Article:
|The first excerpt represents the element of Air. It speaks of mental influences and the process of thought, and is drawn from The Koran:
way to avert this?' and thou mayest see them exposed to it, humbled
with abasement, looking with a stealthy glance. And those who
believe shall say, 'Verily, the losers are they who have lost
themselves and their families too upon the resurrection day!' Ay,
verily, the unjust are in lasting torment!
And they shall have no patrons to help them beside God, and
whomsoever God leads astray, there is no way for him.
Assent to your Lord before the day comes of which there is no
averting from God; there is no refuge for you on that day; and for you
there is no denial.
But if they turn aside, we have not sent thee to them as a guardian,
|The second excerpt represents the element of Fire. It speaks of emotional influences and base passions, and is drawn from Heart of the West by O. Henry:
half-inch rope and a live-oak tree.
These guardians of the cow lounged about, each with a brown cigarette
paper in his hand, and gently but unceasingly cursed Sam Revell, the
storekeeper. Sam stood in the door, snapping the red elastic bands on
his pink madras shirtsleeves and looking down affectionately at the
only pair of tan shoes within a forty-mile radius. His offence had
been serious, and he was divided between humble apology and admiration
for the beauty of his raiment. He had allowed the ranch stock of
"smoking" to become exhausted.
"I thought sure there was another case of it under the counter, boys,"
he explained. "But it happened to be catterdges."
Heart of the West
|The third excerpt represents the element of Water. It speaks of pure spiritual influences and feelings of love, and is drawn from Dust by Mr. And Mrs. Haldeman-Julius:
circumstances. True, however hard and adverse they might prove,
she could adapt herself to them with rare patience and dignity,
but never would she be able to compel them to her will, rise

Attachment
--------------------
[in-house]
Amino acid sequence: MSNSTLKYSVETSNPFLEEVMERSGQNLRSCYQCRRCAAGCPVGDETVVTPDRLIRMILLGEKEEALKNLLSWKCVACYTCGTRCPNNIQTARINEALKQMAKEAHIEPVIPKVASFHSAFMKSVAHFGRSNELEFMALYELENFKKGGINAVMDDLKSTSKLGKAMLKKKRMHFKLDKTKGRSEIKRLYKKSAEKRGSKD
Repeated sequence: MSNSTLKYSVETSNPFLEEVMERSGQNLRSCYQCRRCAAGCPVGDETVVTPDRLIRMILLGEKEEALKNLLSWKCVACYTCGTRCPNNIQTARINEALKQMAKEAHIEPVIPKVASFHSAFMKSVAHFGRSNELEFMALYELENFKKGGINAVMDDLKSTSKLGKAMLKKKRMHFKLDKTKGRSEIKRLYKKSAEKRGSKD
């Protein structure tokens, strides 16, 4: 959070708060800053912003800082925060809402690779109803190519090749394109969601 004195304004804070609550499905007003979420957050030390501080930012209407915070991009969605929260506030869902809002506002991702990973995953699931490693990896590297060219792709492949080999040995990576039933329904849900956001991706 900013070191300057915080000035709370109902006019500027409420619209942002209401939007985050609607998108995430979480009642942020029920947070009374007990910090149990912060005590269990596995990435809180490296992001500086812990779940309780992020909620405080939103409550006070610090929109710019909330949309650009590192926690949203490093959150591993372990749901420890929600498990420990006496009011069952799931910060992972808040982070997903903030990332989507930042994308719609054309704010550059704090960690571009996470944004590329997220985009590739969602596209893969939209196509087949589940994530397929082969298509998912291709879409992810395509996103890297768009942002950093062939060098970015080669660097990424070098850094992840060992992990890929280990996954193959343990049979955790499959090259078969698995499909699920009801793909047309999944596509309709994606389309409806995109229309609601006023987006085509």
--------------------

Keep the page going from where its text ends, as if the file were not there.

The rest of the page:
superbly above them, toss them aside. Her life had been, and
would be, shaped largely by others. Her mother's death, the
particular enterprise in which her father's little capital had
been invested, Martin's peculiar temperament --these had moulded
and were moulding Rose Wade. At the time she came to Martin's
shack, she was potentially any one of a half dozen women. It was
inevitable that the particular one into which she would evolve
should be determined by the type of man she might happen to
|The fourth excerpt represents the element of Earth. It speaks of physical influences and the impact of the unseen on the visible world, and is drawn from A Legend of Montrose by Walter Scott:
--never were such inflicted, save by one, beside thee. HE, they
say, is fated and secure against our vengeance--a short time will
"My Lord Menteith," said Sir Duncan, raising himself out of his
bed, "this is a proclaimed villain, at once the enemy of King and
Parliament, of God and man--one of the outlawed banditti of the
Mist; alike the enemy of your house, of the M'Aulays, and of
mine. I trust you will not suffer moments, which are perhaps my
last, to be embittered by his barbarous triumph."
"He shall have the treatment he merits," said Menteith; "let him
be instantly removed."